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Sport Specialization and an early Age: Is it a good idea?

Recently an acquaintance of mine emailed me a request regarding his two children aged 10 and 12: Could I assess his kids to determine which one sport they should participate in and train for? I gnashed my teeth and sighed to myself; you see, as a sports performance coach for elite, or soon to be elite athletes, I get about 10 such requests per week by parents who seem to want to stream their kids into one and only one sport at an early age. My teeth have become ground to the roots because those requests, while mostly well meaning, have grown out of gross misinformation and the corruption of sports science principles.

Putting aside the questionable ethics of wedging kids into competing in one sport – and to that end, there are so many psychologically based studies indicating that kids who play only one sport at an early age are three times as likely to stop playing all sports as compared to kids who participate in multiple spots/activities, that citing those studies could fill up half the pages of this issue of Chill – I’ll glean my reply to only deal with the physiological aspects of earl-age sport specialization.

While having a young athlete (under the age of 15 for boys and 13 for girls) specialize in only one sport may seem like a science-smart way to develop the specific skills necessary for success in that sport, the reality however from a sports-science perspective is in fact quite the opposite. Sports success quite often comes down to a question of successful neurology. How well does one’s nervous system recruit and draw on firing patterns that ultimately signal our muscles to create movement? The more options, the more flexibility one has neurologically speaking, the more and varietous of movement-creating choices one has to draw upon when competing. This is what Exercise Physiologists and Biomechanists loosely refer to as “creating a broad lattice-work of firing solutions”. The earlier this wide lattice-work is developed, the better. If a youngster only plays one sport, their lattice work becomes narrowed and neurological movement solution solving options becomes artificially limited. If a kid plays multiple sports or multiple movement-based activities, his/her lattice work of movement options becomes broad and rich.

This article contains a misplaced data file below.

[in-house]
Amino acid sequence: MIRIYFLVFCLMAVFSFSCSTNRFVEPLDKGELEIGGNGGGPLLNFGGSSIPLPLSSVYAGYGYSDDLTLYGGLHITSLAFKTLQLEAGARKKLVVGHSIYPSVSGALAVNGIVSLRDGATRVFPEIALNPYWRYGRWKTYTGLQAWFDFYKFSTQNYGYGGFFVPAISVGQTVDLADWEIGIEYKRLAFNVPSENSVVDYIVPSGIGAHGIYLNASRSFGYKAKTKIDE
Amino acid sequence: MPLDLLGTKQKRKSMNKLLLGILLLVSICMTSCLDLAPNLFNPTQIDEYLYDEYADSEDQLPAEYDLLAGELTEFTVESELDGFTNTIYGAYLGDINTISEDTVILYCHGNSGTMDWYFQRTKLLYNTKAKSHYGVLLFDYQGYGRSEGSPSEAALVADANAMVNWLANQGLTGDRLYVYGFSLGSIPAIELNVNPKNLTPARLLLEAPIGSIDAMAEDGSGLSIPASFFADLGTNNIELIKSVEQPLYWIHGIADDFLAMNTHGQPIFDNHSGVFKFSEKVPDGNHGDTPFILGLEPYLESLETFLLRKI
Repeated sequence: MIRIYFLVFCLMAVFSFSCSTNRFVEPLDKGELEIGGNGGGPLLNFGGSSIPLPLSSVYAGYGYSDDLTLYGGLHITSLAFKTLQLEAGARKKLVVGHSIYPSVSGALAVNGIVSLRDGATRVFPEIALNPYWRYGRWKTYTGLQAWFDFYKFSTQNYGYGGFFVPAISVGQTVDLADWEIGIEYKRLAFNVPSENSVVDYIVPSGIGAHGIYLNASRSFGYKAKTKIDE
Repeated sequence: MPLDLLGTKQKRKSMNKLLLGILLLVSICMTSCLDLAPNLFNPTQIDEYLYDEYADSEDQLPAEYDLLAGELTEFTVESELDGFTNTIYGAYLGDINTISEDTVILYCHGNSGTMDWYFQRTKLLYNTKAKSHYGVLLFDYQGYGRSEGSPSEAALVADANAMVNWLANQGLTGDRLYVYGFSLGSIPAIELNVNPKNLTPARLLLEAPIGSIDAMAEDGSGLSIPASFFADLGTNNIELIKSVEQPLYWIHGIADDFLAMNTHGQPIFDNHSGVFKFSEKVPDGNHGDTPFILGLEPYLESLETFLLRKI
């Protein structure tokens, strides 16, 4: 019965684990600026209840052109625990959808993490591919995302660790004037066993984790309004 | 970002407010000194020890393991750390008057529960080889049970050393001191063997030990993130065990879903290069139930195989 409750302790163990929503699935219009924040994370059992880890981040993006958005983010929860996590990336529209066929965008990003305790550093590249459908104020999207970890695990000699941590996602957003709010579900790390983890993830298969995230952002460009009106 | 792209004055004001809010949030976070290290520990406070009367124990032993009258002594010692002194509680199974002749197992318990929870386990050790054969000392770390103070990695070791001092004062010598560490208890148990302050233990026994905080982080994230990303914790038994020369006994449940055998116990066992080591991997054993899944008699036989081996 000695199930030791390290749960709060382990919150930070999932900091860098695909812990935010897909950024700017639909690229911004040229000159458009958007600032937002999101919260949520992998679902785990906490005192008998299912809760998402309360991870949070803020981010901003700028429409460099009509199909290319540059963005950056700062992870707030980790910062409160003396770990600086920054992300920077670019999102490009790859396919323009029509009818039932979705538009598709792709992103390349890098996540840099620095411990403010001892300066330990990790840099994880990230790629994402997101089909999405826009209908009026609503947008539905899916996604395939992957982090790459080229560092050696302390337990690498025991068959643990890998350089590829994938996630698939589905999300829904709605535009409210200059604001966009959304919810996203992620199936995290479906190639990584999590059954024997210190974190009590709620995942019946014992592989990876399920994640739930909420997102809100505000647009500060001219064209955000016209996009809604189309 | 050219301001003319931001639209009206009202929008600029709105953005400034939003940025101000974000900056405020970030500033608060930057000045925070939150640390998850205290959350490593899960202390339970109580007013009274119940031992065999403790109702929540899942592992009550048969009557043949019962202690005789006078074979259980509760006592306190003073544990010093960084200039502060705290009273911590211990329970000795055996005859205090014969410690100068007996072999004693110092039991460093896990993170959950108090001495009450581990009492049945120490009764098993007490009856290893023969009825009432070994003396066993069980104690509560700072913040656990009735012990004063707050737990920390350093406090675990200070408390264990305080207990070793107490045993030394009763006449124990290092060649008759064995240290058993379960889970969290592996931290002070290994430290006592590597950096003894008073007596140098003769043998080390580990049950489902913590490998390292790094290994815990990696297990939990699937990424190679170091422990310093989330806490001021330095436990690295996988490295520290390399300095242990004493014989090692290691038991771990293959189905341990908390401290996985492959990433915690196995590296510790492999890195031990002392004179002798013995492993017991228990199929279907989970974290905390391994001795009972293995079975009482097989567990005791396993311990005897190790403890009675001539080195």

Of late, arising out of old Soviet sport development strategies there has been some movement to performing muscle biopsies on kids and based on their predominant type of muscle fiber, heading them towards one sport. The reality behind this? The biopsies only are able to perhaps determine if a child is more suited to explosive short burst sports (i.e. hockey) or longer sports (i.e. cross country skiing). What these misguided people who try to sell this today don’t know, or don’t tell you, is that back in the Mother Russia day, after the kid was pointed towards the sport-type that perhapssuited their muscle fiber profile they still played a multiple of different sports and didn’t fully specialize until their late teens.

As a high performance coach I deal with professional and collegiate scouts on a daily basis and one of the fundamental questions I am asked about the athletes I train is: “Do they play another sport?” Scouts want to know that their ‘finds’ come with a rich mosaic of athleticism that can be only gleaned through multiple activities.

I’ll close this discussion with one final factoid: After the Beijing Olympics each medal winning USA athlete was asked the following question: When did you first start to specialize in the sport that you won your medal in?

Answer: Average age – 18!

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